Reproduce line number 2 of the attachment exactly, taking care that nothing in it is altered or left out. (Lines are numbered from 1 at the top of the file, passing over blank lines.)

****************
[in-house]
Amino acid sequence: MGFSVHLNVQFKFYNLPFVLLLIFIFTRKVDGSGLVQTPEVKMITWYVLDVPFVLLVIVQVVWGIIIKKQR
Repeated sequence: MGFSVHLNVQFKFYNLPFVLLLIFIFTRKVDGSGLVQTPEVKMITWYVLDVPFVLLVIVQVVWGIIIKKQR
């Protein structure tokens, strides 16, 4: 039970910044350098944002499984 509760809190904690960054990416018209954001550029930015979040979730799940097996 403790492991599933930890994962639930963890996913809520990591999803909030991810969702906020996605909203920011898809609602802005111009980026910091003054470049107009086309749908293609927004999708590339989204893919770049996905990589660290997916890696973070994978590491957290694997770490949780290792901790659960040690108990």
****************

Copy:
Amino acid sequence: MGFSVHLNVQFKFYNLPFVLLLIFIFTRKVDGSGLVQTPEVKMITWYVLDVPFVLLVIVQVVWGIIIKKQR